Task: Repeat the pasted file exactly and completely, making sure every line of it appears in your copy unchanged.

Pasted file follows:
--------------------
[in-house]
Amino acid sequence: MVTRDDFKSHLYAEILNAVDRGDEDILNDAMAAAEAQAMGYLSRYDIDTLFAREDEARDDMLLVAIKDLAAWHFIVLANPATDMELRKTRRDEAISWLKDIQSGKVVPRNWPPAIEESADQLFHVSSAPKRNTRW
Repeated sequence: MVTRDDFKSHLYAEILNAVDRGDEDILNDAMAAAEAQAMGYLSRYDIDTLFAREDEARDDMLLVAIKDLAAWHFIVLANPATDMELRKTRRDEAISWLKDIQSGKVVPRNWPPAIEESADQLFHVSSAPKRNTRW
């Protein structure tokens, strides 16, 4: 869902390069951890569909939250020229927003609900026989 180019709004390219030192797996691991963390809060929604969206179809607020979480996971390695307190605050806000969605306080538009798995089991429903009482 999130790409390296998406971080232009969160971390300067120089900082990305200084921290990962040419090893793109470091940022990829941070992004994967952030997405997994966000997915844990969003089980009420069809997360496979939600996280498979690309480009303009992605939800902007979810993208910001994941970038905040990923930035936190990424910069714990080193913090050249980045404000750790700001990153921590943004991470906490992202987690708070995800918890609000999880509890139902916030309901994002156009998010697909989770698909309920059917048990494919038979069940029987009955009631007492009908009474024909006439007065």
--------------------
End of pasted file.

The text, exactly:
[in-house]
Amino acid sequence: MVTRDDFKSHLYAEILNAVDRGDEDILNDAMAAAEAQAMGYLSRYDIDTLFAREDEARDDMLLVAIKDLAAWHFIVLANPATDMELRKTRRDEAISWLKDIQSGKVVPRNWPPAIEESADQLFHVSSAPKRNTRW
Repeated sequence: MVTRDDFKSHLYAEILNAVDRGDEDILNDAMAAAEAQAMGYLSRYDIDTLFAREDEARDDMLLVAIKDLAAWHFIVLANPATDMELRKTRRDEAISWLKDIQSGKVVPRNWPPAIEESADQLFHVSSAPKRNTRW
């Protein structure tokens, strides 16, 4: 869902390069951890569909939250020229927003609900026989 180019709004390219030192797996691991963390809060929604969206179809607020979480996971390695307190605050806000969605306080538009798995089991429903009482 999130790409390296998406971080232009969160971390300067120089900082990305200084921290990962040419090893793109470091940022990829941070992004994967952030997405997994966000997915844990969003089980009420069809997360496979939600996280498979690309480009303009992605939800902007979810993208910001994941970038905040990923930035936190990424910069714990080193913090050249980045404000750790700001990153921590943004991470906490992202987690708070995800918890609000999880509890139902916030309901994002156009998010697909989770698909309920059917048990494919038979069940029987009955009631007492009908009474024909006439007065």